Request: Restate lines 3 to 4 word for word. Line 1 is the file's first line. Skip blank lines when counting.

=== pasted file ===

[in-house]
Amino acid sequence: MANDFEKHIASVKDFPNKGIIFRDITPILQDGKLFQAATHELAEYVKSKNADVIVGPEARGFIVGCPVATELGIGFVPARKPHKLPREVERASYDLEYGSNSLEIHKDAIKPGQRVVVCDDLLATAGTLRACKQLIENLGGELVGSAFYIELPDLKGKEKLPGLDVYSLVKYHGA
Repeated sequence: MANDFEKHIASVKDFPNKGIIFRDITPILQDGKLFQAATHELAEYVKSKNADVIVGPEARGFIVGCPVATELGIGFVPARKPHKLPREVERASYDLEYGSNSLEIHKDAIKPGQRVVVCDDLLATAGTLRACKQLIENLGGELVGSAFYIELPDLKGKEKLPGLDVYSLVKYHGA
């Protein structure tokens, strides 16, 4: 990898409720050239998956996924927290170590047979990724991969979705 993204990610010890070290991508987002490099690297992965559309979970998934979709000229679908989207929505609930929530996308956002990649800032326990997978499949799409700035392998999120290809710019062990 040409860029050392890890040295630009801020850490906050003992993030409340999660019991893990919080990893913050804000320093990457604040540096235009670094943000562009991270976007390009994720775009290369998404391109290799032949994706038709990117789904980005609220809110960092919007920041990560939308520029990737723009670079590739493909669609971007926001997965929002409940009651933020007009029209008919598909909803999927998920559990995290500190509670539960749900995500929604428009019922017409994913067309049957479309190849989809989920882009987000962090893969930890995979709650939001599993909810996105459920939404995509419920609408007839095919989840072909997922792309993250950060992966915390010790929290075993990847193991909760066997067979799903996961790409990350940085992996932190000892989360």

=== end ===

Repeated sequence: MANDFEKHIASVKDFPNKGIIFRDITPILQDGKLFQAATHELAEYVKSKNADVIVGPEARGFIVGCPVATELGIGFVPARKPHKLPREVERASYDLEYGSNSLEIHKDAIKPGQRVVVCDDLLATAGTLRACKQLIENLGGELVGSAFYIELPDLKGKEKLPGLDVYSLVKYHGA
């Protein structure tokens, strides 16, 4: 990898409720050239998956996924927290170590047979990724991969979705 993204990610010890070290991508987002490099690297992965559309979970998934979709000229679908989207929505609930929530996308956002990649800032326990997978499949799409700035392998999120290809710019062990 040409860029050392890890040295630009801020850490906050003992993030409340999660019991893990919080990893913050804000320093990457604040540096235009670094943000562009991270976007390009994720775009290369998404391109290799032949994706038709990117789904980005609220809110960092919007920041990560939308520029990737723009670079590739493909669609971007926001997965929002409940009651933020007009029209008919598909909803999927998920559990995290500190509670539960749900995500929604428009019922017409994913067309049957479309190849989809989920882009987000962090893969930890995979709650939001599993909810996105459920939404995509419920609408007839095919989840072909997922792309993250950060992966915390010790929290075993990847193991909760066997067979799903996961790409990350940085992996932190000892989360």